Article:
All moral phenomena, will, moral judgment, conscience, virtue, are not simple and original data, but of a composite or derivative nature. They are without exception products of the regular interaction of the passions. With such views there can be, of course, no question of a freedom of the will. If anyone objects to determinism, that virtues and vices, if they are involuntary and necessary, are not praise-or blame-worthy, he is to be referred to the applause paid to beauty and talent, which are considered meritorious, although they are not dependent upon our choice. The legal attitude of theology and law first caused all desert to be based upon freedom, whereas the ancient philosophers spoke unhesitatingly of intellectual virtues.

Hume does not, like nearly all his predecessors and contemporaries, find the determining grounds of volition in ideas, but in the feelings. After curtailing the rights of the reason in the theoretical field in favor of custom and instinct, he dispossesses her also in the sphere of practice. Impassive reason, judging only of truth and falsehood, is an inactive faculty, which of itself can never inspire us with inclination and desire toward an object, can never itself become a motive. It is only capable of influencing the will indirectly, through the aid of some affection. Abstract relations of ideas, and facts as well, leave us entirely indifferent so long as they fail to acquire an emotional value through their relation to our state of mind. When we speak of a victory of reason over passion it is nothing but a conquest of one passion by another, i. e, of a violent passion by a calm one. That which is commonly called reason here is nothing but one of those general and calm affections (e. g, the love of life) which direct the will to a distant good, without exciting any sensible emotion in the mind; by passion we commonly understand the violent passions only, which engender a marked disturbance in the soul and the production of which requires a certain propinquity of the object. A man is said to be industrious "from reason," when a calm desire for money makes him laborious. It is a mistake to consider all violent passions powerful, and all calm ones weak. The prevalence of calm affections constitutes the essence of strength of mind.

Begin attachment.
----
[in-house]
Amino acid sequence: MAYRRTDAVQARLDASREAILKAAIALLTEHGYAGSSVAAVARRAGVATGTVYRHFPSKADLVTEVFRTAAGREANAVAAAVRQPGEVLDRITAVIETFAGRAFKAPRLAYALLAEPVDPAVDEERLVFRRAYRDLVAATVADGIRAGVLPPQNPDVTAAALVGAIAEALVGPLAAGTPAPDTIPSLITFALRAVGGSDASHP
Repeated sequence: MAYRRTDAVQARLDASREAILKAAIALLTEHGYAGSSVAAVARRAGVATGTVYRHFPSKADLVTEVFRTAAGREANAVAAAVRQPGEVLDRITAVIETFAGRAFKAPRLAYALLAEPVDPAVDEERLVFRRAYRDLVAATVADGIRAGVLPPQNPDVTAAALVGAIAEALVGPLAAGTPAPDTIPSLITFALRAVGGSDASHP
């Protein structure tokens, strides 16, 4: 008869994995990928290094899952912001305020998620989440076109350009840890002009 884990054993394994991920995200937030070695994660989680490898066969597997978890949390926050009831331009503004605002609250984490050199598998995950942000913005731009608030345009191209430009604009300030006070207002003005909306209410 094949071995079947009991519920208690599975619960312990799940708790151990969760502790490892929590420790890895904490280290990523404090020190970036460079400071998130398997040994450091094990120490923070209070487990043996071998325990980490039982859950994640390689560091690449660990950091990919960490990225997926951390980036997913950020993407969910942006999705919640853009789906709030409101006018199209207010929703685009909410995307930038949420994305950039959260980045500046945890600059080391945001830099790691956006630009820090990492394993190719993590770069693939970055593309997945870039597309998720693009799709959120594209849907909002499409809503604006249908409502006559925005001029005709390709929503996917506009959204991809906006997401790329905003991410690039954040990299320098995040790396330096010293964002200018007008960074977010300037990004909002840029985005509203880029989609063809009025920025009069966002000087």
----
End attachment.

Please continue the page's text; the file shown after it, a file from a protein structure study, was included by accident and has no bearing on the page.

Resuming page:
As reason is thus degraded from a governor of the will to a "slave of the passions," so, further, judgment concerning right and wrong is taken away from her. Moral distinctions are determined by our sense of the agreeable and the disagreeable. We pass an immediate judgment of taste on the actions of our fellow-men; the good pleases, evil displeases. The sight of virtue gives us satisfaction; that of vice repels us. Accordingly an action or trait of mind is virtuous when it calls forth in the observer an agreeable, disinterested sentiment of approbation.

What, then, are the actions which receive such general approval, and how is the praise to be explained which the spectator bestows on them? We approve such traits of character as are immediately agreeable or useful, either to the person himself or to others. This yields four classes of praiseworthy qualities. The first class, those which are agreeable to the possessor (quite apart from any utility to himself or to others), includes cheerfulness, greatness of mind, courage, tranquillity, and benevolence; the second, those immediately agreeable to others, modesty, good manners, politeness, and wit; the third, those useful to ourselves, strength of will, industry, frugality, strength of body, intelligence and other mental gifts. The fourth class comprises the highest virtues, the qualities useful to others, benevolence and justice. Pleasure and utility are in all cases the criterion of merit. The monkish virtues of humility and mortification of the flesh, which bring no pleasure or advantage either to their possessor or to society, are considered meritorious by no one who understands the subject.